Land soaked in the blood of indigenous people that resisted genocide --- a land on which a fraction of that population continue to unconsciously resist just by surviving and consciously resist through the unrelenting pursuit of social, political and economic justice (-- an estimated 90% of the indigenous population depleted as a result of European/U.S. American genocide).
So, most of the time -- I tell the person who wishes me "Happy Thanksgiving" that I'm not into the "Thanksgiving" thing and I offer a quick explanation of why that is -- I can't celebrate national denial of mass murder, mass rape and land theft in the form of a holiday and a family meal -- I mean think about that...
A celebration of food and family where one gives thanks for benefits reaped from mass murder, mass rape and land theft??
Another blogger declared, "Happy Thanksgiving! Pass the genocide gravy."
(I'm not feeling the representation of indigenous people in this cartoon but I appreciate the point of the blog post)
Most of the time, the person will reply to me by saying something to the effect of "yeah, I know, that's why I just 'give thanks' for family (etc etc)"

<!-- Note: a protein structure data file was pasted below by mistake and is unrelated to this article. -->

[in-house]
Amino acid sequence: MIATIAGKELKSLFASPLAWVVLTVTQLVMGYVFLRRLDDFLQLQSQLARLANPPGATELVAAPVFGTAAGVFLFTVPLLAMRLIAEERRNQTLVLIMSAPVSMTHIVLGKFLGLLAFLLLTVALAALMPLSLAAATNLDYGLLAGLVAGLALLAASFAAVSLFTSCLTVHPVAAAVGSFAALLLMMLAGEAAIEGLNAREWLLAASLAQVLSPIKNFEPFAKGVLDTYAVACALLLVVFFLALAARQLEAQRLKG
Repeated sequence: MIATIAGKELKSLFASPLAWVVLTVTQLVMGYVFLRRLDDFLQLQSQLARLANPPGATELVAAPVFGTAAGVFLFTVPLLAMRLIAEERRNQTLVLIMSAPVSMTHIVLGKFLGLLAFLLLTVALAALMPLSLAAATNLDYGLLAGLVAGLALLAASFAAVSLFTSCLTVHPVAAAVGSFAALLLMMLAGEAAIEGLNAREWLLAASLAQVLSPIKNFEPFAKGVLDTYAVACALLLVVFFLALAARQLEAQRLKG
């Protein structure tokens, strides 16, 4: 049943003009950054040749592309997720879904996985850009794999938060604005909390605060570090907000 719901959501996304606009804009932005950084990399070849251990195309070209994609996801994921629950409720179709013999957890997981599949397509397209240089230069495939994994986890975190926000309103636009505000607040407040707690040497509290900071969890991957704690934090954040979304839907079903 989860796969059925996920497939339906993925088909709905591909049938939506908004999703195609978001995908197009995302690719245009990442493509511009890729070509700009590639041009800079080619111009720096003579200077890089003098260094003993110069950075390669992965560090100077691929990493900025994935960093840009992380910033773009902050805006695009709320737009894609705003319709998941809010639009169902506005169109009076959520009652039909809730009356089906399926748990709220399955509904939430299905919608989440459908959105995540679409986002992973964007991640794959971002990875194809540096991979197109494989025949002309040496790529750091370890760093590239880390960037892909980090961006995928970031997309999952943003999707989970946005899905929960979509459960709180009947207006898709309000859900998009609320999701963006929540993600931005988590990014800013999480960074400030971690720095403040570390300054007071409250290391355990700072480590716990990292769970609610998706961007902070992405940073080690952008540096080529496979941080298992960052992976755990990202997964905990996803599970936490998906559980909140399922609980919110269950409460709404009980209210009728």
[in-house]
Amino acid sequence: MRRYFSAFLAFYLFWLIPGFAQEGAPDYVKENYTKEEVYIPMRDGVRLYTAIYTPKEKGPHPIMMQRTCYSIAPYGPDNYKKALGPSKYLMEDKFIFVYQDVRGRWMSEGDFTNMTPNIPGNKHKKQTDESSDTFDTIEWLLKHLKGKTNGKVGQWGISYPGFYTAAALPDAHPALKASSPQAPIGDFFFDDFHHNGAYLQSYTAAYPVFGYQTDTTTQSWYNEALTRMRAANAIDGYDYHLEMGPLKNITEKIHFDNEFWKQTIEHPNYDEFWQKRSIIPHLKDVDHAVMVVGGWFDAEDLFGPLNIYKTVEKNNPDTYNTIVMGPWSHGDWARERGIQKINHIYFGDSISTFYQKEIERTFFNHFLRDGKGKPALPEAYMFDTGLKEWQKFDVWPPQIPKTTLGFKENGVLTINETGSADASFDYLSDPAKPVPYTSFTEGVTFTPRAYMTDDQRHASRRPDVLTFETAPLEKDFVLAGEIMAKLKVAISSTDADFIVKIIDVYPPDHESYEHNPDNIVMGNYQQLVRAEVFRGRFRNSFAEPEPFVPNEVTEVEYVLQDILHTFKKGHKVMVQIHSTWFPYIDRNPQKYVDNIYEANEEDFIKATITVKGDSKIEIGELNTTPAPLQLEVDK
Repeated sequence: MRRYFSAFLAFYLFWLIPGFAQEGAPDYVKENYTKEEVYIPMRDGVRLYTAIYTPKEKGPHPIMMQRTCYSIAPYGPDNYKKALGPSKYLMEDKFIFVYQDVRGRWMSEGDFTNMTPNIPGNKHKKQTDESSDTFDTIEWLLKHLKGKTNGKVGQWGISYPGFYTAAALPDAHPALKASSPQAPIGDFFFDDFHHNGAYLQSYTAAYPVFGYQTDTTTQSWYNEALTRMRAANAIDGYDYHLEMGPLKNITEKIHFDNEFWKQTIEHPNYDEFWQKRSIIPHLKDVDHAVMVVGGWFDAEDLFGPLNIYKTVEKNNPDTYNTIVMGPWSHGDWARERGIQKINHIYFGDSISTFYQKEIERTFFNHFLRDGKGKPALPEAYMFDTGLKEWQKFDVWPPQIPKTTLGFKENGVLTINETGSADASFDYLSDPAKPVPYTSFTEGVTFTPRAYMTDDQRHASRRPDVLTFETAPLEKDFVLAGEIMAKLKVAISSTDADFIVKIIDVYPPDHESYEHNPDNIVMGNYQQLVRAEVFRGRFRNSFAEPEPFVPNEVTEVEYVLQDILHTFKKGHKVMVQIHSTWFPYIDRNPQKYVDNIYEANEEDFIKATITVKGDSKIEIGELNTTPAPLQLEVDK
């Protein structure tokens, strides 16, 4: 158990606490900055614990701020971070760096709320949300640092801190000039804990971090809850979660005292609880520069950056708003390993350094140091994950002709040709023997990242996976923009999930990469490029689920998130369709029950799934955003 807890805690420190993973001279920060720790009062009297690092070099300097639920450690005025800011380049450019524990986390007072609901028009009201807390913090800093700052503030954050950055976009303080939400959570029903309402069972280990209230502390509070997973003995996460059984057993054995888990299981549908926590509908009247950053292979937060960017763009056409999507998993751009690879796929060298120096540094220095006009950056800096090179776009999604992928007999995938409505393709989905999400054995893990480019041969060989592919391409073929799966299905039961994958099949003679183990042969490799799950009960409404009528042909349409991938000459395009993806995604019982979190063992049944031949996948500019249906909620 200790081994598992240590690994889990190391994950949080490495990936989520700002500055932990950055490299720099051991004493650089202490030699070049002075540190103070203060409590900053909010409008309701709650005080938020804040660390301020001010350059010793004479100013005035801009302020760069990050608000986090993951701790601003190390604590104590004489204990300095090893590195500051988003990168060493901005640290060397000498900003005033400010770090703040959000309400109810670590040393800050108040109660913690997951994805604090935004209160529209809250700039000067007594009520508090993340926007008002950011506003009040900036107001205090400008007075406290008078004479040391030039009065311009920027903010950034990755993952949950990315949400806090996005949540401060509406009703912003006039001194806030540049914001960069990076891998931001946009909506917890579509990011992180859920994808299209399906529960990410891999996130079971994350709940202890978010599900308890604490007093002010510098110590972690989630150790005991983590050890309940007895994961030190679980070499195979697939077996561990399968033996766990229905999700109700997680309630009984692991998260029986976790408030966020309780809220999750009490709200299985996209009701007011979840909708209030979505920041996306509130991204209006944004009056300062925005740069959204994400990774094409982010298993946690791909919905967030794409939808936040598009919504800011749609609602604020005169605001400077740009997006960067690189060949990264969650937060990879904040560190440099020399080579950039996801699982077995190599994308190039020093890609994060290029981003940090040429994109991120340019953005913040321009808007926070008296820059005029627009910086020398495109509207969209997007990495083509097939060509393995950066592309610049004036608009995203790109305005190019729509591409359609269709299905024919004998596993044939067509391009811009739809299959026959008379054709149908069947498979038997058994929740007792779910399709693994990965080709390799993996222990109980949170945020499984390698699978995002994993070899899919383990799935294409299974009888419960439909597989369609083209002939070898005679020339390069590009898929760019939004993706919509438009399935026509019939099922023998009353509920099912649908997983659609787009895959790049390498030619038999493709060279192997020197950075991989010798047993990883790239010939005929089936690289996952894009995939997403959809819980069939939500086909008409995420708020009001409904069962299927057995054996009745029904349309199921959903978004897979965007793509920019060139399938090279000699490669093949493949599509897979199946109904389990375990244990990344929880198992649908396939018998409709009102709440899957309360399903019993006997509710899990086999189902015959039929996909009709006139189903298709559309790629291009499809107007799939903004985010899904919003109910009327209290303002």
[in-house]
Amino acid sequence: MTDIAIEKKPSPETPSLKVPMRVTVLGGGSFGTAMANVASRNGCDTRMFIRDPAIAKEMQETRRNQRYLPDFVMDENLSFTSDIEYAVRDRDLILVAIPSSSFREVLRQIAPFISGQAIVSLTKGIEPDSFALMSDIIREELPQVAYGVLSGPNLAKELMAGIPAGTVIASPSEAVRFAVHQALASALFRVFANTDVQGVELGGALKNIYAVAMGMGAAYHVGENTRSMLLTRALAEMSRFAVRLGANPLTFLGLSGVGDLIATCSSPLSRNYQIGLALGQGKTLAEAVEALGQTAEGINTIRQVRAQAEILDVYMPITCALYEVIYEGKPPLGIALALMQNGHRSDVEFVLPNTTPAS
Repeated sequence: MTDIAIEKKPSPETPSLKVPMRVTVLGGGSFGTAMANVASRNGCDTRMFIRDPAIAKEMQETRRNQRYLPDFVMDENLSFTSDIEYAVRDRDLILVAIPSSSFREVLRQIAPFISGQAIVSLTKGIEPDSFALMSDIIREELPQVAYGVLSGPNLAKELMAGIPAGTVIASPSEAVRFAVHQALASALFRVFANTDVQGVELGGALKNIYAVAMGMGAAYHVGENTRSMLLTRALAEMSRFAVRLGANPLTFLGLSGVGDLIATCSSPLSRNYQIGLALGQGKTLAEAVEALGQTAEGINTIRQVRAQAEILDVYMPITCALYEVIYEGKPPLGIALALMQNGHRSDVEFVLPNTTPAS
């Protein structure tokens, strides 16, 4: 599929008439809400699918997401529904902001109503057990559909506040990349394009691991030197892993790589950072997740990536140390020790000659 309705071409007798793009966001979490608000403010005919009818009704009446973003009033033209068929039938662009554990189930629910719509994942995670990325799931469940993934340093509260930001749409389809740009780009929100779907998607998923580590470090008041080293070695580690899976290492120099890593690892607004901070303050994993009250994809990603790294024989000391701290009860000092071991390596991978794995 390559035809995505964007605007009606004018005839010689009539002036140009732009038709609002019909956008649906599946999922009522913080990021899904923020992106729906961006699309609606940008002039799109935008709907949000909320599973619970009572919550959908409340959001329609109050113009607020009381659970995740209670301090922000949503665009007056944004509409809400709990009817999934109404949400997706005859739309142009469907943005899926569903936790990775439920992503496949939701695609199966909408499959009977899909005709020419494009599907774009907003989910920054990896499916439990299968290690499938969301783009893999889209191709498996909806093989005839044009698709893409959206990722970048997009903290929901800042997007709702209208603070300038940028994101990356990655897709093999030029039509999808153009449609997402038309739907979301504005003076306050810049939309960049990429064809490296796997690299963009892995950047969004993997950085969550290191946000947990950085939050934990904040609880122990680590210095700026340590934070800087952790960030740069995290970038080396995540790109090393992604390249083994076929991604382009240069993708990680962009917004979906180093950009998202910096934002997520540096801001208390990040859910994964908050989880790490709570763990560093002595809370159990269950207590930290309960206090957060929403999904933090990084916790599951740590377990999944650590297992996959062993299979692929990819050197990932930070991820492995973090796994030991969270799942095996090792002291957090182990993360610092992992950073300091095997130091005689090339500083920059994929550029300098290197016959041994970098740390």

For many years the aforementioned response from these good people sat well with me. For a few years I may have even uttered a version of those words mySelf.
This year, though.. I finally got it (or came close to getting it).
The very act of asserting one's ability to ignore or overlook or attempt to overcome. the centuries of atrocities the "Thanksgiving Holiday" commemorates and denies and commercializes -- is the very manifestation of the privileges wrought by the near annihilation of indigenous people.
Fuck that -- you can keep that Kool-Aid.
Yesterday, I wondered (just as I have many times before) -- what do indigenous people living on and off reservations do on "Thanksgiving Day"... do they give thanks? If yes, what do they give thanks for?
Tim Wise's superb blog post addresses the subject of U.S. American holocaust denial from another angle here.